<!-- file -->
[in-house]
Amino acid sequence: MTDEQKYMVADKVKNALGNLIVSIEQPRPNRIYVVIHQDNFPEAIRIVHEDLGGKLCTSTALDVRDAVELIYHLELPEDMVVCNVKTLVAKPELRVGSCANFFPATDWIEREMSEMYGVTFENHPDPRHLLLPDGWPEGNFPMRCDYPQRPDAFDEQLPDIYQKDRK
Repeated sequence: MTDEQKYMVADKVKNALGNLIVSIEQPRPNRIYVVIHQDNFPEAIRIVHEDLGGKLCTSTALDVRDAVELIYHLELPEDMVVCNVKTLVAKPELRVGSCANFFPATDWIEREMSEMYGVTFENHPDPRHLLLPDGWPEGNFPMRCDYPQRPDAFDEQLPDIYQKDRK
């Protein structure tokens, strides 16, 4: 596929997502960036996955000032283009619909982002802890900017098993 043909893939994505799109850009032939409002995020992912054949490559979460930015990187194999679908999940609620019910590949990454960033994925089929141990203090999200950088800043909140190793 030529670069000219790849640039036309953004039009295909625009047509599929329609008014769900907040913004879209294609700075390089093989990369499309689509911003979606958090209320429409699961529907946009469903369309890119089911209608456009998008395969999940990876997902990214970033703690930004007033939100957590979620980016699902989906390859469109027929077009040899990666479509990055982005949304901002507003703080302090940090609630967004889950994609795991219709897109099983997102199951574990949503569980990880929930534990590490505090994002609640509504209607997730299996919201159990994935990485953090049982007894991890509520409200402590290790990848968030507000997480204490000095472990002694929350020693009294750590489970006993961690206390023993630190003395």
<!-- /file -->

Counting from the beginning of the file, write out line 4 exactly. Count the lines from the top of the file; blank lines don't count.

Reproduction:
């Protein structure tokens, strides 16, 4: 596929997502960036996955000032283009619909982002802890900017098993 043909893939994505799109850009032939409002995020992912054949490559979460930015990187194999679908999940609620019910590949990454960033994925089929141990203090999200950088800043909140190793 030529670069000219790849640039036309953004039009295909625009047509599929329609008014769900907040913004879209294609700075390089093989990369499309689509911003979606958090209320429409699961529907946009469903369309890119089911209608456009998008395969999940990876997902990214970033703690930004007033939100957590979620980016699902989906390859469109027929077009040899990666479509990055982005949304901002507003703080302090940090609630967004889950994609795991219709897109099983997102199951574990949503569980990880929930534990590490505090994002609640509504209607997730299996919201159990994935990485953090049982007894991890509520409200402590290790990848968030507000997480204490000095472990002694929350020693009294750590489970006993961690206390023993630190003395």